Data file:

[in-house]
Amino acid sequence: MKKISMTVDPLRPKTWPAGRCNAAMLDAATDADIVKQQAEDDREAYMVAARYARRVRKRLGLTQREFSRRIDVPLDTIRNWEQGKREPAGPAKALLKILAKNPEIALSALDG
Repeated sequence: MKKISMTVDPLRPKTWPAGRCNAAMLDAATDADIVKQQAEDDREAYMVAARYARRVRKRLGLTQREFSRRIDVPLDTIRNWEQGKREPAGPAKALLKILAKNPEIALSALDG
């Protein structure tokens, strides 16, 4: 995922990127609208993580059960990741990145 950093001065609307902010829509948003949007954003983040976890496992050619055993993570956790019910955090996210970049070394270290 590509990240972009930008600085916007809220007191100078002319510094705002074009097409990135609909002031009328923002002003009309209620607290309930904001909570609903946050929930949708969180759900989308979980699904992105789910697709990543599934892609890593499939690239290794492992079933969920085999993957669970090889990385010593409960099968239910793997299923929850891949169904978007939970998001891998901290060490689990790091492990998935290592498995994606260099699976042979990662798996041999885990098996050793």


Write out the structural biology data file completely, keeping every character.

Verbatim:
[in-house]
Amino acid sequence: MKKISMTVDPLRPKTWPAGRCNAAMLDAATDADIVKQQAEDDREAYMVAARYARRVRKRLGLTQREFSRRIDVPLDTIRNWEQGKREPAGPAKALLKILAKNPEIALSALDG
Repeated sequence: MKKISMTVDPLRPKTWPAGRCNAAMLDAATDADIVKQQAEDDREAYMVAARYARRVRKRLGLTQREFSRRIDVPLDTIRNWEQGKREPAGPAKALLKILAKNPEIALSALDG
């Protein structure tokens, strides 16, 4: 995922990127609208993580059960990741990145 950093001065609307902010829509948003949007954003983040976890496992050619055993993570956790019910955090996210970049070394270290 590509990240972009930008600085916007809220007191100078002319510094705002074009097409990135609909002031009328923002002003009309209620607290309930904001909570609903946050929930949708969180759900989308979980699904992105789910697709990543599934892609890593499939690239290794492992079933969920085999993957669970090889990385010593409960099968239910793997299923929850891949169904978007939970998001891998901290060490689990790091492990998935290592498995994606260099699976042979990662798996041999885990098996050793």